A consultation – expected to last until May – is underway for this bill. There is no timetable yet as to when it will enter the Commons.

Jeremy Corbyn announces support of a customs union after Brexit

There is also expected to be a Fisheries Bill and given the recent controversy over fishing rights after Brexit expect there to be a heated debated on this. This legislation will replace the EU’s Common Fisheries Policy – despised by Brexiteers – with the aim of the UK regaining full control over its waters.

Nuclear Safeguards Bill

Since Britain is leaving Euratom – the European nuclear regulator it has been a member of since 1957– after Brexit, this bill aims to establish a UK nuclear safeguards regime and will create new powers for the Business, Energy and Industrial Strategy Secretary. It will also establish the Office for Nuclear Regulation that according to the Government will be “as comprehensive and robust as that currently provided by Euratom”.

This has already passed through the Commons and is expected to have its third reading in the Lords this week.

Taxation (Cross-Border Trade) Bill

Also referred to as the Customs Bill, the new legislation will, according to the Government, provide ministers with the ability to establish a standalone customs regime and ensure that VAT and excise legislation “operates effectively” after Britain’s withdrawal from the bloc.

But last month the Prime Minister was accused of “running scared” of the Commons to avoid a possible Government defeat on an amendment to the bill.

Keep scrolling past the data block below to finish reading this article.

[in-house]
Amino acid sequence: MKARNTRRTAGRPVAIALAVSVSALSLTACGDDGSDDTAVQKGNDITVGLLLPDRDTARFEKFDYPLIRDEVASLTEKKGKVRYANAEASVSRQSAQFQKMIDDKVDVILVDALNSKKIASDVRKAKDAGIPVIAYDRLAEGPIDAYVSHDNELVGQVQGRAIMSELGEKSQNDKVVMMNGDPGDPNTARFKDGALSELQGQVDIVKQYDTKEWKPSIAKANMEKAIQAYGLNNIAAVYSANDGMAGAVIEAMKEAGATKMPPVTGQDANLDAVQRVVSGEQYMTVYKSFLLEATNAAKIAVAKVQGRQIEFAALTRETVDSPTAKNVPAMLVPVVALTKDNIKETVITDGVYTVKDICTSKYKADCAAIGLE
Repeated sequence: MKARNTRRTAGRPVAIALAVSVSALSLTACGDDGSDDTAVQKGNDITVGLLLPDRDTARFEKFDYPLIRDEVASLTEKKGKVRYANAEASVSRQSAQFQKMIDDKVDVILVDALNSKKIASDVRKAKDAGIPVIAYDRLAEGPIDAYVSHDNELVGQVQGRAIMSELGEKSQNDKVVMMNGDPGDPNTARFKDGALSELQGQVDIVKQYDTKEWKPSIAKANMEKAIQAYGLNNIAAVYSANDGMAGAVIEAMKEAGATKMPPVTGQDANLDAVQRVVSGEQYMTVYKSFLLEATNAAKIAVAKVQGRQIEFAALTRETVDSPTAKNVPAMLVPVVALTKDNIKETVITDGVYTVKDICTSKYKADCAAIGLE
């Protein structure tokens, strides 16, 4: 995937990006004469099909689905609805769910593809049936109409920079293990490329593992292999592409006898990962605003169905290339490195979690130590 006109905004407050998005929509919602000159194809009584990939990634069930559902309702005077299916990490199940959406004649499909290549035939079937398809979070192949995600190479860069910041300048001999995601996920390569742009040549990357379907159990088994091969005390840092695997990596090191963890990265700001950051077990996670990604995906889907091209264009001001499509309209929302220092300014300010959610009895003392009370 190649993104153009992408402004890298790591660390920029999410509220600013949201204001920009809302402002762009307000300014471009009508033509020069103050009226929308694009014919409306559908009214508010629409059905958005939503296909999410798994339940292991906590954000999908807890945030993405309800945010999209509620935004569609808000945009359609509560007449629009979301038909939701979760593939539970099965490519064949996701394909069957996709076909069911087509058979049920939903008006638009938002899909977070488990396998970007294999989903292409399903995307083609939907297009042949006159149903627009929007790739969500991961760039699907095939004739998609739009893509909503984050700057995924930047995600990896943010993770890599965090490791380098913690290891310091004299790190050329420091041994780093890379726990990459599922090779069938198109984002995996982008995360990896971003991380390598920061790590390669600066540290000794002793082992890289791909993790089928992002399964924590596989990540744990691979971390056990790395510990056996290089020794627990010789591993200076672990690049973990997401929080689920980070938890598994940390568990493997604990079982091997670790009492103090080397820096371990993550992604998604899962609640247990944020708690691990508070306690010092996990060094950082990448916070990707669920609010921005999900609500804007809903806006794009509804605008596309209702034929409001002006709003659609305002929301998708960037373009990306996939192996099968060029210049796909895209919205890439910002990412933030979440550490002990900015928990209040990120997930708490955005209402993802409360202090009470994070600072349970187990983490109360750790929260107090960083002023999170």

The pro-EU Conservative MPs Anna Soubry and Ken Clarke are leading a Conservative rebellion to keep Britain in “a customs union in the EU in the same terms as existed before exit day”. Labour is likely to back a vote on the issue.

Given Ms May has explicitly rejected remaining in a customs union with the EU and it being unacceptable for Cabinet heavyweights such as Boris Johnson and Michael Gove, the amendment, if accepted, could pose a serious threat to the stability of the Government.

Its return to the Commons is yet to be announced.

Vote on the final deal

This is expected in the autumn or at the beginning of 2019 – theoretically leaving enough time for the Prime Minister to head back to Brussels for a renegotiation should MPs vote down her withdrawal deal in the Commons.

But some ministers are more bullish about the issue, claiming that if MPs vote down the final deal then Britain will quit the EU without a deal. Just last week Brexit minister Lord Callanan suggested that the UK would fall back on World Trade Organisation (WTO) rules.

Asked what the Government would do should the Commons reject the deal, he replied: “In such circumstances – first, we hope that Parliament will not reject it and we will negotiate for the best possible outcome – that would be an instruction to move ahead without a deal.”

David Davis, the Brexit Secretary, has also insisted the vote will not be an opportunity for MPs to reject Brexit and the UK will leave the European Union regardless of the result of the vote.

But if Ms May loses the vote on whether to approve the deal it will be a significant blow to her authority and her premiership could even be on the line.